6. The plaintiffs preferred appeals against both the aforesaid judgments to the learned Civil Judge of Bara Banki who was of opinion that both the parties having admitted that Hardeo Singh was the tenant of the plots in suit the main question in the case related not to tenancy rights but to the relationship of the parties with deceased tenant and this being a question of inheritance, the issue relating to the title should not have been remitted to the revenue Court but should have been decided by the Civil Court itself. He accordingly remanded the case to, the trial Court for framing proper issues in the light of the directions made by him and for the disposal of the cases after the evidence had been adduced by the parties. These miscellaneous appeals have been filed by the defendants against the said order.

7. In support of the preliminary objection, the learned counsel appearing for the respondents has invited my attention to Order 43, Rule 1 (u) which allows an appeal against an order under Rule 23 of Order XLI remanding a case, where an appeal would lie from a decree of the appellate Court. The question, therefore, that arises for determination is whether the order of remand passed by the lower Court was an order under Order 41, Bule 23 or not. The provisions of Order 41, Bule 23 have been amended by the High Court of Allahabad and the amended rule runs as follows:

'Where an appellate Court has reversed a decree andall questions arising in the case have not been decided itmay, if it thinks fit, by order remand the case and mayfurther direct what issue or issues shall be tried in thecase so remanded....'

In the present case the only questions at issue between the parties were whether the plaintiffs were the daughter's sons of the deceased Hardeo Singh and if they were the daughter's sons whether they were excluded from inheritance by custom. Both these questions were decided by the trial Court.

8. Learned counsel appearing for the appellants has argued that in fact the trial Court did not decide the questions, but having remitted the relevant issue to the revenue Court it only adopted the finding of the revenue Court on the said issue. I find it difficult to accept this contention of the learned counsel. The trial Court had no doubt accepted the findings of the revenue Court but the fact that he had accepted the findings of the revenue Court does not mean that he had not decided the question in controversy between the parties. The questions were decided by him, although they were decided in accordance with the findings of the revenue Court. Although he merely incorporated the findings of the revenue Court in his judgment the decision was, nonetheless, the decision of the civil Court, and the appeal preferred in the lower appellate Court was against the decision of the civil Court. It seems to me to be quite clear that it is not possible to contend that all the questions were not decided by the trial Court in the present case.

9. Learned counsel for the appellants has further argued that the words 'all the questions arising in the case' refer to appellate Court and not to the trial Court. If this interpretation of the rule is accepted, then it seems to me that the said words would have no meaning for in every case of appeal against an order of remand it could always be said that the appellate Court had failed to decide all the questions in issue. The very fact that the case is remanded by the appellate Court would necessarily show that certain questions had been left undecided by it. I am accordingly of opinion that these words refer to a decision by the trial Court and not to a decision by the appellate Court.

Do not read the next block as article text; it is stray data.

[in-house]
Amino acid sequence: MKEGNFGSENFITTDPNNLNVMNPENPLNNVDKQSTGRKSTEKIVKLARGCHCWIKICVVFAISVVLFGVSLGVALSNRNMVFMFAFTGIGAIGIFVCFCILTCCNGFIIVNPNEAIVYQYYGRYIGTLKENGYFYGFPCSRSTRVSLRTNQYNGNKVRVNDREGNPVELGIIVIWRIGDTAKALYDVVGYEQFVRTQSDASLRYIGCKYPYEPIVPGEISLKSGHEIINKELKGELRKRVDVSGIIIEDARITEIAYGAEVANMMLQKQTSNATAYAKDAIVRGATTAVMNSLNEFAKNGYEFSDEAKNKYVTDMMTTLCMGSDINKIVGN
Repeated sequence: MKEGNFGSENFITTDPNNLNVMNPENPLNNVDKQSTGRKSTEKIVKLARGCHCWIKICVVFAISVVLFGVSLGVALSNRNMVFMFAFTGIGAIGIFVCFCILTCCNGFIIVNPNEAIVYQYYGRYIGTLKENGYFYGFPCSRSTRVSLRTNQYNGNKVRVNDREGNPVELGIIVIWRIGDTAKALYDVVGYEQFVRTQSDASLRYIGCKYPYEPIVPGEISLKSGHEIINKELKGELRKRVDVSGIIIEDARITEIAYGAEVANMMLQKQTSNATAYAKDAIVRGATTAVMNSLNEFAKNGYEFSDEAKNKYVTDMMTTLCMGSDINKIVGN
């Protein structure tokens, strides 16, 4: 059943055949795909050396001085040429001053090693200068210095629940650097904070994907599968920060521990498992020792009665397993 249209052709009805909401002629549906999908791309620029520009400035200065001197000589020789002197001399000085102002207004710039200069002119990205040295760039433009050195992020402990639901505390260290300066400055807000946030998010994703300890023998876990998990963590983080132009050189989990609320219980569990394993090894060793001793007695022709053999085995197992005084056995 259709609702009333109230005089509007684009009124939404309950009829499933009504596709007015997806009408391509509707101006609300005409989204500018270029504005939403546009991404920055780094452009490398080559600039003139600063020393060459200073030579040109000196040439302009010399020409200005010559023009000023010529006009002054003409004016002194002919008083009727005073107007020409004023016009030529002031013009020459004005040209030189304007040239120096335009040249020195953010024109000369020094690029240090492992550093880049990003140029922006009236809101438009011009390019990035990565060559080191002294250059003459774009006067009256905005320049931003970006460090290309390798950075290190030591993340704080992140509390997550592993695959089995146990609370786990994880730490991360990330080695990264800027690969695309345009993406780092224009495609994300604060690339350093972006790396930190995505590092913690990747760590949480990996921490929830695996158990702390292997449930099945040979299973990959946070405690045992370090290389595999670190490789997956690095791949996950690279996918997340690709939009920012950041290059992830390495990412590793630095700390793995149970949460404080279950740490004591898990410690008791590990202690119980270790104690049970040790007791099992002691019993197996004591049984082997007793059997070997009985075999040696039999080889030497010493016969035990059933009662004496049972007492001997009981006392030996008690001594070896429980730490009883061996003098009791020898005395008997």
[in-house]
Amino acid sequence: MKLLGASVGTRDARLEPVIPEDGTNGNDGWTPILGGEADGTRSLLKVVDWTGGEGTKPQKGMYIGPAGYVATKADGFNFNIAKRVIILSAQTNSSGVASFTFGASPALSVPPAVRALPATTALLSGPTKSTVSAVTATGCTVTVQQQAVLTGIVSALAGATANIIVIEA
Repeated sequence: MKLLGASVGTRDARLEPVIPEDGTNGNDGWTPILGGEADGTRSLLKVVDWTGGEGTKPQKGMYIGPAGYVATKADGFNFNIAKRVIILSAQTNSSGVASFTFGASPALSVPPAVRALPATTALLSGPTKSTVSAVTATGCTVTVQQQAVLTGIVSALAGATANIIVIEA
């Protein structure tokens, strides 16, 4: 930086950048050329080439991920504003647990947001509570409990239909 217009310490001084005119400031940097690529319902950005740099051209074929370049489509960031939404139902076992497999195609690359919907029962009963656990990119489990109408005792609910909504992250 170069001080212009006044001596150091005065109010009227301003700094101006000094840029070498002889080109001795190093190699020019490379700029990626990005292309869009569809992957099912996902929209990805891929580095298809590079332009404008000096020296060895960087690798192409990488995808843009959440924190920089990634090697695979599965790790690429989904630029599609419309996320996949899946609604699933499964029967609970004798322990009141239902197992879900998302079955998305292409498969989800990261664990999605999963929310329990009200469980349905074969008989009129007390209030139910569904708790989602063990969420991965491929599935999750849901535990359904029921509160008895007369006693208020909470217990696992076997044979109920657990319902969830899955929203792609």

10. If Order 41, Rule 23 is found to be inapplicable to the present case, then the only provision of law under which the said order could be passed is Section 151, Civil P. C. No appeal is provided against such an order.

11. In Jagdish Singh v. Kateshar Singh A. I. R. 1945 Oudh 133, the trial Court had remitted some of the issues, to the revenue Court for its findings under Section 288, U. P Tenancy Act, and decided the said issues in accordance with the findings of the revenue Court. The appellate Court reversed the decree of the trial Court holding that the trial Court bad erred in remitting these issues to the revenue Court and remanded the suit to the trial Court for giving its independent findings on all the issues irrespective of the decision of the revenue Court on some of the issues remitted to that Court. In appeal it was held by a Bench of the late Chief Court of Avadh that the trial Court having decided all the questions arising in the case, the remand order did not come under Order 41, Rule 23 but was one under the inherent powers of the Court and was, therefore, not appealable.

12. A reference in this connection may also be made to Brij Manohar v. Ramanand, 14 Luck. 447 and Ashfaq Husain v. Moharram Ali A.I.R. 1948 Oudh 220.

13. Learned counsel for the appellants has referred to Raj Bahadur Singh v. Mst. Ram Dasi A. I. R. 1948 Oudh 107. In this case the trial Court had failed to decide the particular plea of limitation, which arose on the pleadings of the parties and the lower appellate Court had remanded the case on that ground. It could, therefore, be argued that the trial Court had failed to decide all the questions in the suit. This ruling has clearly no application to the facts and circumstances of the present case.

14. Having considered the law on the point, I am of opinion that the preliminary objection must prevail.

15. I accordingly dismiss both the appeals with costs. The stay order dated 1-9-1948, is hereby vacated.